South African Military 
History Society


Newsletter No. 496
June 2017

Roy Bowman
Land-line; 031 564 4669
Mobile; 084-951 2921


The meeting began 15 minutes late, due to a logistical problem resulting in the Chairman cutting down the announcements to only welcome all members and visitors and remind the visitors that the Society would like them to formalize their attendance and join the Society.

The Chairman then invited Dr. Mark Coghlan to tell his tale of the “Moscow Tramstop a South African Connection”.

Dr Coghlan commenced his lecture by placing Dr Heinrich Haape’s Moscow Tram Stop: A Doctor’s Experiences with the German Spearhead in Russia, published initially in London by Collins in 1957, in the context of World War II memoirs, Allied or Axis. These titles include Heinz Werner Schmidt’s With Rommel in the Desert (1951), Blood Red Snow: The Memoirs of a German Soldier on the Eastern Front by Günter K Koschorrek (1998 in German and 2002 in an English translation) and Guy Sager’s The Forgotten Soldier: War on the Russian Front – A True Story (1971/1999).

Then came the necessity to introduce Haape himself. Dr (Assistenzarzt) Heinrich (Heinz) Haape’s story, as he tells it, is of a dedicated and fundamentally decent frontline medical doctor focused on providing the very best medical care possible to the wounded and sick, both among his own immediate unit and further afield, and seemingly unhesitatingly, to Russian wounded and civilians too. The intriguing pull of the enigmatic title, referring to the closest point to Moscow reached by German forces during the dreadful winter of 1941/42, also suggests a glimpse into an almost incredible moment in military history. Albeit serving as a doctor, Haape, who hailed from Duisburg, nevertheless earned the German Cross in Gold, the Iron Cross (1st and 2nd Class), the Infantry Storm-Troop Medal, and the Wounded Badge, plus a further decoration for destroying two of the feared Russian T-34 tanks. His post-war life in KwaZulu-Natal, South Africa, adds an interesting additional dimension to his dramatic military career.

Haape’s unit (the 800-strong 3rd Battalion of Regiment 18 in the 6th Division of the Ninth German Army, in turn a component of the Central Army Group) plunged into Russian-occupied Poland within minutes of the launch of Operation Barbarossa at dawn on 22 June 1941, in what was to evolve into the most massive, protracted and brutal theatre of war in all of history. His unit had been transferred across from occupied France.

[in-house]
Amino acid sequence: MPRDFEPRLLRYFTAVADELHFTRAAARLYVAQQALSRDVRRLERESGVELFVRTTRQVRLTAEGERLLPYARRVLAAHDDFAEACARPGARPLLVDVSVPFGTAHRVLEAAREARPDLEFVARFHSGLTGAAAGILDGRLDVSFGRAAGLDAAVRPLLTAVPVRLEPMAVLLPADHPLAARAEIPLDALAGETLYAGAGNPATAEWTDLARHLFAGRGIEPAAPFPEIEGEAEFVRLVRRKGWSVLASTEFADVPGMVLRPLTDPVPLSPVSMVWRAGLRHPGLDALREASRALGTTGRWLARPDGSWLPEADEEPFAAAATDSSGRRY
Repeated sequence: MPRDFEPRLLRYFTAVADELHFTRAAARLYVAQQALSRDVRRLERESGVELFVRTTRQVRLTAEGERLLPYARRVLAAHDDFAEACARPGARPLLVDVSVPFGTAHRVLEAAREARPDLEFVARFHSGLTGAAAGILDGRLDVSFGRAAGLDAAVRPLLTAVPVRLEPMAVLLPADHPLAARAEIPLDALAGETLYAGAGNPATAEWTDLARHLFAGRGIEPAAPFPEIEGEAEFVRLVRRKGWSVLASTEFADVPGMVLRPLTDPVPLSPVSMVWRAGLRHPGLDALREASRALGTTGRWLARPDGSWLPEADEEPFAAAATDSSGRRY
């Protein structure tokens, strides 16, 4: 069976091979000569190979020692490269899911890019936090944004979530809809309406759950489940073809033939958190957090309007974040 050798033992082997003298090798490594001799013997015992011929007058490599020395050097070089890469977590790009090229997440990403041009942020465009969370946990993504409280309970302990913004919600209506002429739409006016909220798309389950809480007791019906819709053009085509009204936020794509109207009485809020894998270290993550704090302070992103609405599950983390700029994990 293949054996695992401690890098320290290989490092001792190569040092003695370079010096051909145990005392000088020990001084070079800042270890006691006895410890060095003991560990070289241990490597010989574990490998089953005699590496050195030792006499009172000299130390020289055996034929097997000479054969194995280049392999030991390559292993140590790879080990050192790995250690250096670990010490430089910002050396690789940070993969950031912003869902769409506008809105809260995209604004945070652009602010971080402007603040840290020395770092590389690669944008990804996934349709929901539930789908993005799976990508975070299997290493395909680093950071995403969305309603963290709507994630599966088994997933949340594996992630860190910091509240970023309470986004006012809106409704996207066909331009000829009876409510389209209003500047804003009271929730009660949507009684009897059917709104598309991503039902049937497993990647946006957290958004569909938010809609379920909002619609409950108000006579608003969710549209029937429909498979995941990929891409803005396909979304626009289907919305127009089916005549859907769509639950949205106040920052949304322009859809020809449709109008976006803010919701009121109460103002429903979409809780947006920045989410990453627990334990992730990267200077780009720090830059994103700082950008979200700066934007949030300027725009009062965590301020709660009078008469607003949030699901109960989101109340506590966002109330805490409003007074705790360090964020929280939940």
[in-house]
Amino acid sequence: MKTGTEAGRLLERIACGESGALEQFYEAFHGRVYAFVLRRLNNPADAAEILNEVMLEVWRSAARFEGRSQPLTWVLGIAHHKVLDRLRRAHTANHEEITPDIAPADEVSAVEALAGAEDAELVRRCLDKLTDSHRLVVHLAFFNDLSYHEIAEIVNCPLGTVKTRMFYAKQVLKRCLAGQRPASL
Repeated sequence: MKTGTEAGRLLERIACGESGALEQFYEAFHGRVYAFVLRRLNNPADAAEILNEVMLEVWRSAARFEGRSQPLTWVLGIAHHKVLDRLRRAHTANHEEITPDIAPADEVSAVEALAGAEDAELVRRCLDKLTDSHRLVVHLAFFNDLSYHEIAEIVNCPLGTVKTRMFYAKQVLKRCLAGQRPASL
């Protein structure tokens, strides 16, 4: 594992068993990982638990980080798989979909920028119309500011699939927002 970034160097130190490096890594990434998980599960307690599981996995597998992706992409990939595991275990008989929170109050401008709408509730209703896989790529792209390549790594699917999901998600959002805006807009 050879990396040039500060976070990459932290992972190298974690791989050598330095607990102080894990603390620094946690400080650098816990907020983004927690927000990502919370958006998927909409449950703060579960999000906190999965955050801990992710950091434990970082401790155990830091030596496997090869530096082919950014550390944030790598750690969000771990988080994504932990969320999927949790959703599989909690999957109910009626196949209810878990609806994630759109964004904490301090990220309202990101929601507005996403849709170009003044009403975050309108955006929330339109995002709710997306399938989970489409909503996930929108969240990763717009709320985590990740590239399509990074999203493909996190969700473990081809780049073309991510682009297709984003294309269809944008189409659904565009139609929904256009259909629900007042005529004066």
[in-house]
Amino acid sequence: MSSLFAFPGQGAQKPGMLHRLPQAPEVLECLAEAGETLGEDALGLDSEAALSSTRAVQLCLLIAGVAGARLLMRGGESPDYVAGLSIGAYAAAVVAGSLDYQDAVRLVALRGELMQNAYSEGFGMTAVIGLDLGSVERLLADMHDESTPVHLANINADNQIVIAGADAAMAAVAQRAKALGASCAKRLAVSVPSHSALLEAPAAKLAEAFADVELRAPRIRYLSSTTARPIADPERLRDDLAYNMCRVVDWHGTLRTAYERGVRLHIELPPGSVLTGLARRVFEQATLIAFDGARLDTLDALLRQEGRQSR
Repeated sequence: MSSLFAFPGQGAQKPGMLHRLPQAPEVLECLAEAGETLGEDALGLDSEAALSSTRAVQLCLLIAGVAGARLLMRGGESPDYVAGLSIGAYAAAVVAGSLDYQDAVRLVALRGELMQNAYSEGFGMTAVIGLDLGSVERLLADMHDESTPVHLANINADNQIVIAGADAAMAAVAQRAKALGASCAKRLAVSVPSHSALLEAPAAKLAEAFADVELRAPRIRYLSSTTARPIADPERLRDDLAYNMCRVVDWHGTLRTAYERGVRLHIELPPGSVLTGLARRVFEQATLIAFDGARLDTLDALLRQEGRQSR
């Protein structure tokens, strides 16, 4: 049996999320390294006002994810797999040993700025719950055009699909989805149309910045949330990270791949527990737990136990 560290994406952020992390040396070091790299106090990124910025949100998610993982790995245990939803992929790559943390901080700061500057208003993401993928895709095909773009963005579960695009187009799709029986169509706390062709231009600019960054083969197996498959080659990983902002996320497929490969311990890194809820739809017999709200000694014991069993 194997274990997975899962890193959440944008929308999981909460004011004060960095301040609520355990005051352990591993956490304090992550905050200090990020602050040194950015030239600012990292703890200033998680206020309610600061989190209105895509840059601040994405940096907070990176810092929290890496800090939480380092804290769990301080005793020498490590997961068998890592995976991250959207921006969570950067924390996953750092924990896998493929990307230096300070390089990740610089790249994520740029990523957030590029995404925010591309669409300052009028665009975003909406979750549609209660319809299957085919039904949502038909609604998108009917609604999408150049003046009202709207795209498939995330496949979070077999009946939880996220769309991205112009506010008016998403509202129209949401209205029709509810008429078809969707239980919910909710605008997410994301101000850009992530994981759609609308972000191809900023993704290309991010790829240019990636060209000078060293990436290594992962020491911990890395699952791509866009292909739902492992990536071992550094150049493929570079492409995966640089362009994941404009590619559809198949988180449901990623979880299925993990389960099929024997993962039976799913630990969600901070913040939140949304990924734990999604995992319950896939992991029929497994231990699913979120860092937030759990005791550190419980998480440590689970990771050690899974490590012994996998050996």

For Haape the massive and easy German successes, and huge Russian losses, were awe-inspiring. They were making for the Stalin Line, the first significant barrier before Moscow. Before long they were drinking toasts ‘”to the liberation of Russia and Christmas in the Kremlin!”’

Then came the stunning, and ultimately fatal, order to halt and prepare defensive positions. Haape observed ominously that mercifully ‘we did not then know that the steel [German] ring [‘round the throat of Russia’] would never regain its grip, that it would lose its temper in the snows of winter and would be finally sundered and shattered.’ While the Germans on his sector of the front stagnated, the Russians regrouped and counter-attacked. By the time that Operation Typhoon, the final attack on Moscow, was launched in October, valuable time had been wasted. An elderly Russian woodcutter informed him presciently: ‘”The grubs are deep in the ground this year…It will be an early winter, a hard winter, a winter to remember.”’

Conditions deteriorated drastically, and the Wehrmacht was utterly ill-equipped, from the narrow tracks of their tanks compared to the Soviet T-34s, to the almost complete absence of winter clothing. Lack of winter clothing introduced a new enemy as merciless as the ‘Ivans’ – frostbite!

On a date that he doesn’t precisely specify, Haape, along with a close battalion officer colleague, 1st Lieutenant (Oberleutnant) Franz Graf von Kageneck, found himself at a regimental battle post. One of the occupants pointed out some features in the snowy waste: ‘”A little to the right of us and a little to the left of us are the Russians, and directly ahead of us … is the tram station for Moscow”’. When the pair strolled over to the station this is what Haape discovered: ‘There was an old wooden bin attached to one wall. I felt inside and dragged out a handful of old tram tickets. We picked out the Cyrillic letters, which by now we knew spelled “Moskva”’ This, then, was the Tram Stop moment of his book’s title.